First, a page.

Last Friday, after watching Kevin Allocca’s video about why some videos go viral, I had a discussion with my class that went something like this.
If there is one thing you take from this class this year, it is this. Don’t wait for someone to green light something that you want to do. If you’re passionate about something, if you have an idea, if you want to pursue an interest, don’t wait for permission. We live in a world where you can start something if you have the wherewithal and desire to follow it through. Your parents might not like me saying this, but I’m not convinced that the only path to success is waiting for the credentials you get from a University education. I’m pretty sure that employers are going to be looking for people who have demonstrated that they think outside the square and know how to go about making things happen. You don’t need a green light – you can start now.
In fact, thinking on it, it was a bit of a short lecture rather than a discussion. It was the end of the lesson and they were wanting to head out to recess… but, they did listen intently, and maybe they did take it in.
I hope so, because I think it’s advice worth taking.
(And below is Kevin’s video, where he talks about green lighting at the end of his TED talk.)
After my Edutech presentation in Brisbane in June I was interviewed by Corinne Campbell for the Teachers’ Education Review (TER) Podcast. It was posted on their site last week and I spent some time listening to me sound quite knowledgeable about topics related to digital citizenship, the importance of our students understanding what curation means in today’s world and the approaches we are taking at my school with our LMS (Learning Management System) and Google Apps.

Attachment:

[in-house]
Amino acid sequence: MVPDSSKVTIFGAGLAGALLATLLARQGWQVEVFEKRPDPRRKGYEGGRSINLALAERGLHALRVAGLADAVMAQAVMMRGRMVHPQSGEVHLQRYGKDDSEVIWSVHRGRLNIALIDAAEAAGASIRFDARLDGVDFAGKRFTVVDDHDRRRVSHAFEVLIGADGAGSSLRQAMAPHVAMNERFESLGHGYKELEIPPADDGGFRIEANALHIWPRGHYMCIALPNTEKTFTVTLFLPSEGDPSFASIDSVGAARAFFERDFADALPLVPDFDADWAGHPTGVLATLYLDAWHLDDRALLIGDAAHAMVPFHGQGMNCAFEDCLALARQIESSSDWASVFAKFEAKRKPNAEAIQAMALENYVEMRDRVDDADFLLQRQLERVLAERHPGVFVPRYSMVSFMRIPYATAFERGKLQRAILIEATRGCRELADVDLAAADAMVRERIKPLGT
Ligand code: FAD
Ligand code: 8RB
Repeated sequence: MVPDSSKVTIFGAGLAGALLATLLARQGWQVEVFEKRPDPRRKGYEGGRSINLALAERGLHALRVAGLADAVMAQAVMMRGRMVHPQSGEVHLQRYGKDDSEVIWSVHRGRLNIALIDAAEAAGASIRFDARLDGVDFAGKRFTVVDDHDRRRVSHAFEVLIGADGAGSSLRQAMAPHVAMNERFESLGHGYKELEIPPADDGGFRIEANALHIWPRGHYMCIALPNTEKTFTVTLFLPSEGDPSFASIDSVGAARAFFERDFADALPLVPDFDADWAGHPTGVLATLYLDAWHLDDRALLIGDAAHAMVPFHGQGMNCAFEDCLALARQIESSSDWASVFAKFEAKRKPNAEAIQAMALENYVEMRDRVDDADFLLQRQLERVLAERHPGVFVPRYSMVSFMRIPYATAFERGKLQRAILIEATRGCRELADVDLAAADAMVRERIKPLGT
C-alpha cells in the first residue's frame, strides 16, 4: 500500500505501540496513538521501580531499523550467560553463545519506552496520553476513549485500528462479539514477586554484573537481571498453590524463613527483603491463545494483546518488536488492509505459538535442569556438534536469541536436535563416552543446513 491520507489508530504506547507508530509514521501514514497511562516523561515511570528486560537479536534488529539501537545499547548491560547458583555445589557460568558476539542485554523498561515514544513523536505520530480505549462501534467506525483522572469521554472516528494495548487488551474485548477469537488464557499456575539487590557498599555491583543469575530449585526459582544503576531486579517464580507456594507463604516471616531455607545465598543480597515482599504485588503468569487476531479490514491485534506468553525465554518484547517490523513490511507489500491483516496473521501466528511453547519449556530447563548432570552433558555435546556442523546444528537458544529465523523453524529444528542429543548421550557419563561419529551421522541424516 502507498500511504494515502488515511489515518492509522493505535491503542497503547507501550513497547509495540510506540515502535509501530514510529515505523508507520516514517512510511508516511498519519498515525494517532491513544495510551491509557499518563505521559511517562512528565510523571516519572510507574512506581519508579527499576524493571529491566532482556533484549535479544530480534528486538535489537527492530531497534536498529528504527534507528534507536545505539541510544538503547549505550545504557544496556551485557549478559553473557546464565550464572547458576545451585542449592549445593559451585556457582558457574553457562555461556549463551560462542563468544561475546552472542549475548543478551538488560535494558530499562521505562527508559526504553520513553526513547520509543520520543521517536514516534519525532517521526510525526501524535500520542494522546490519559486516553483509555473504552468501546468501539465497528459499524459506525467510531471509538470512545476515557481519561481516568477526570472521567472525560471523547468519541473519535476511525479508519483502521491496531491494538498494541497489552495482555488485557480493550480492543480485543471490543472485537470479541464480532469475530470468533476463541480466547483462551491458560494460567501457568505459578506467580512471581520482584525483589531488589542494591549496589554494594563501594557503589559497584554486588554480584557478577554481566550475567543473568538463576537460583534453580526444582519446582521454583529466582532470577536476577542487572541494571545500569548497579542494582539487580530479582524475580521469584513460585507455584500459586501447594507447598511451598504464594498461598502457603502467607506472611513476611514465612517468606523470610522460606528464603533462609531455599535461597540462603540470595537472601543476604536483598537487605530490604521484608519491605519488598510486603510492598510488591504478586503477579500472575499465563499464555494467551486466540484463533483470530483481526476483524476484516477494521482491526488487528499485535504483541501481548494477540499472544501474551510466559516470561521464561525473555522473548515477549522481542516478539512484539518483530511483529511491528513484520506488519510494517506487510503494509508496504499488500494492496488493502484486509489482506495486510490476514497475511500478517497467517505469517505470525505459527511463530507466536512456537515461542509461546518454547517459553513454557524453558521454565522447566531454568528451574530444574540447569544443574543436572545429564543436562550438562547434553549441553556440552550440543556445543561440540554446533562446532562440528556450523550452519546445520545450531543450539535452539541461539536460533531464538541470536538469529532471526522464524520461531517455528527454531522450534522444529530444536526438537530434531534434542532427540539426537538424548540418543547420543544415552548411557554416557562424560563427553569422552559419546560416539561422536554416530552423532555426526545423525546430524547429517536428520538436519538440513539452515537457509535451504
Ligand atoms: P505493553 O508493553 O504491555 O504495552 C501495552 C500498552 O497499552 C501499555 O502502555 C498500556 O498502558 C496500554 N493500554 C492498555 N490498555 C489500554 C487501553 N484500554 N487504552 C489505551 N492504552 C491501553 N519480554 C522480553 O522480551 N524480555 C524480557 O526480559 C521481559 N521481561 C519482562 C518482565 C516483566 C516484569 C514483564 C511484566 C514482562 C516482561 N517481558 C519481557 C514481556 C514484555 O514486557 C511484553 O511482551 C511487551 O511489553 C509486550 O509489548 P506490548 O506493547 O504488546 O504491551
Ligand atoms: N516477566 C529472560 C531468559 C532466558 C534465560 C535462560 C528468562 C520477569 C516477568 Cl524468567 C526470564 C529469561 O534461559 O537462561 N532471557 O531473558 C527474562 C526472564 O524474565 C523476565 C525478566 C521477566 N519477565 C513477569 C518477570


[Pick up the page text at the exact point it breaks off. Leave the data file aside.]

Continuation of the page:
Part of the interview was spent discussing the importance of schools committing funds to infrastructure to support whole school technology initiatives. Corrine remarked in the commentary after my interview that she’d never really heard people discussing this in depth. This is a conversation that needs to be had at every school looking to make large scale change with technology initiatives to support learning. Without a robust network supporting the introduction of web based LMS’ and cloud based technologies like Google Apps you have no hope of seeing adoption become widespread. Teachers need reliable infrastructure to ensure everything ‘just works’, and school administrations need to provide funding and staff to make this happen.
Thanks to Corinne and Cameron for posting the podcast on the TER site. To hear my interview, go to 40min 19sec in when it begins. The entire podcast is worth a listen, with timecodes listed below.
00:00 – Opening
01:19 – Intro
10:13 – Off Campus with Dan Haesler
19:12 – Education in the News
37:09 – AITSL’s Teacher Feature
40:19 – Main Feature, Interview with Jenny Luca & discussion about technology in education
01:09:43 – Mystery Educator Competition